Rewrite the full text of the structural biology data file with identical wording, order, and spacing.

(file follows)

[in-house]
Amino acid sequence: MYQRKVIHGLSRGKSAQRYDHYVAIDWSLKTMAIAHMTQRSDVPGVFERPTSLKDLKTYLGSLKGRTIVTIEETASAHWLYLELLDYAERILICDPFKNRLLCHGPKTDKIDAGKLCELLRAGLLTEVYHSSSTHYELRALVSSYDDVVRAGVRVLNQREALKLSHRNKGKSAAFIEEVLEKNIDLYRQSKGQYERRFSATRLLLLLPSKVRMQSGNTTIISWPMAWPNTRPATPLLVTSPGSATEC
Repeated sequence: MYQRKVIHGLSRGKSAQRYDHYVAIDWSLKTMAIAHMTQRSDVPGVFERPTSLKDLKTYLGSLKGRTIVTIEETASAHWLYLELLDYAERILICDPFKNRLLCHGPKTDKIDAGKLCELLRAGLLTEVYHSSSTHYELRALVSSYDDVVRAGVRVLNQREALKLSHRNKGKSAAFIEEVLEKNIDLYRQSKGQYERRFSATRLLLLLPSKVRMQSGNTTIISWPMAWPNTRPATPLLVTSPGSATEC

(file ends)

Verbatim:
[in-house]
Amino acid sequence: MYQRKVIHGLSRGKSAQRYDHYVAIDWSLKTMAIAHMTQRSDVPGVFERPTSLKDLKTYLGSLKGRTIVTIEETASAHWLYLELLDYAERILICDPFKNRLLCHGPKTDKIDAGKLCELLRAGLLTEVYHSSSTHYELRALVSSYDDVVRAGVRVLNQREALKLSHRNKGKSAAFIEEVLEKNIDLYRQSKGQYERRFSATRLLLLLPSKVRMQSGNTTIISWPMAWPNTRPATPLLVTSPGSATEC
Repeated sequence: MYQRKVIHGLSRGKSAQRYDHYVAIDWSLKTMAIAHMTQRSDVPGVFERPTSLKDLKTYLGSLKGRTIVTIEETASAHWLYLELLDYAERILICDPFKNRLLCHGPKTDKIDAGKLCELLRAGLLTEVYHSSSTHYELRALVSSYDDVVRAGVRVLNQREALKLSHRNKGKSAAFIEEVLEKNIDLYRQSKGQYERRFSATRLLLLLPSKVRMQSGNTTIISWPMAWPNTRPATPLLVTSPGSATEC